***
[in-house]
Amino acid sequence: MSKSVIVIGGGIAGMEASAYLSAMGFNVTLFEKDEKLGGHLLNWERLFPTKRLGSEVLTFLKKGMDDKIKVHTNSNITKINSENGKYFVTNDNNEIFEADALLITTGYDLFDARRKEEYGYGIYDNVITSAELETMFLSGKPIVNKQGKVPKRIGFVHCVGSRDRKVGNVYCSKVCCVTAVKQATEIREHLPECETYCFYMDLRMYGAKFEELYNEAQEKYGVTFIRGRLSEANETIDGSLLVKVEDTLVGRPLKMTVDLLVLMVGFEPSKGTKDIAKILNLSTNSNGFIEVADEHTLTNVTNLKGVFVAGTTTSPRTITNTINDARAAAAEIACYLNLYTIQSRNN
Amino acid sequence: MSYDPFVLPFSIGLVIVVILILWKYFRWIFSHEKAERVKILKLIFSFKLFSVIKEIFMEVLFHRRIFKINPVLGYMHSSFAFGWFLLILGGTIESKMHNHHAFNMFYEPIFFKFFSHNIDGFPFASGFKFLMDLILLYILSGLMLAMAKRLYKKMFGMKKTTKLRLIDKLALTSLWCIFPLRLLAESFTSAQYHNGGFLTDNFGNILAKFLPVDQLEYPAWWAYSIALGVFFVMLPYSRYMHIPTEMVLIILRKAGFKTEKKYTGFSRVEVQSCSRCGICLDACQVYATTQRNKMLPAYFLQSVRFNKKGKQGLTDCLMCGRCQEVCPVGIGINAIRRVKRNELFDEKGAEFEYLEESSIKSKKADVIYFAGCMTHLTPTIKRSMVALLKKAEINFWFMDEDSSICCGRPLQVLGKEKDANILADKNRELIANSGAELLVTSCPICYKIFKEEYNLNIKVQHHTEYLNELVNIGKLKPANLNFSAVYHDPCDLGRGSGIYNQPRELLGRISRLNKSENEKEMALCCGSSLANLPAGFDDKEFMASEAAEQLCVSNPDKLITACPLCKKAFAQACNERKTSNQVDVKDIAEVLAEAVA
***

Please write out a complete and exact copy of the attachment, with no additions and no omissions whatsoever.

[in-house]
Amino acid sequence: MSKSVIVIGGGIAGMEASAYLSAMGFNVTLFEKDEKLGGHLLNWERLFPTKRLGSEVLTFLKKGMDDKIKVHTNSNITKINSENGKYFVTNDNNEIFEADALLITTGYDLFDARRKEEYGYGIYDNVITSAELETMFLSGKPIVNKQGKVPKRIGFVHCVGSRDRKVGNVYCSKVCCVTAVKQATEIREHLPECETYCFYMDLRMYGAKFEELYNEAQEKYGVTFIRGRLSEANETIDGSLLVKVEDTLVGRPLKMTVDLLVLMVGFEPSKGTKDIAKILNLSTNSNGFIEVADEHTLTNVTNLKGVFVAGTTTSPRTITNTINDARAAAAEIACYLNLYTIQSRNN
Amino acid sequence: MSYDPFVLPFSIGLVIVVILILWKYFRWIFSHEKAERVKILKLIFSFKLFSVIKEIFMEVLFHRRIFKINPVLGYMHSSFAFGWFLLILGGTIESKMHNHHAFNMFYEPIFFKFFSHNIDGFPFASGFKFLMDLILLYILSGLMLAMAKRLYKKMFGMKKTTKLRLIDKLALTSLWCIFPLRLLAESFTSAQYHNGGFLTDNFGNILAKFLPVDQLEYPAWWAYSIALGVFFVMLPYSRYMHIPTEMVLIILRKAGFKTEKKYTGFSRVEVQSCSRCGICLDACQVYATTQRNKMLPAYFLQSVRFNKKGKQGLTDCLMCGRCQEVCPVGIGINAIRRVKRNELFDEKGAEFEYLEESSIKSKKADVIYFAGCMTHLTPTIKRSMVALLKKAEINFWFMDEDSSICCGRPLQVLGKEKDANILADKNRELIANSGAELLVTSCPICYKIFKEEYNLNIKVQHHTEYLNELVNIGKLKPANLNFSAVYHDPCDLGRGSGIYNQPRELLGRISRLNKSENEKEMALCCGSSLANLPAGFDDKEFMASEAAEQLCVSNPDKLITACPLCKKAFAQACNERKTSNQVDVKDIAEVLAEAVA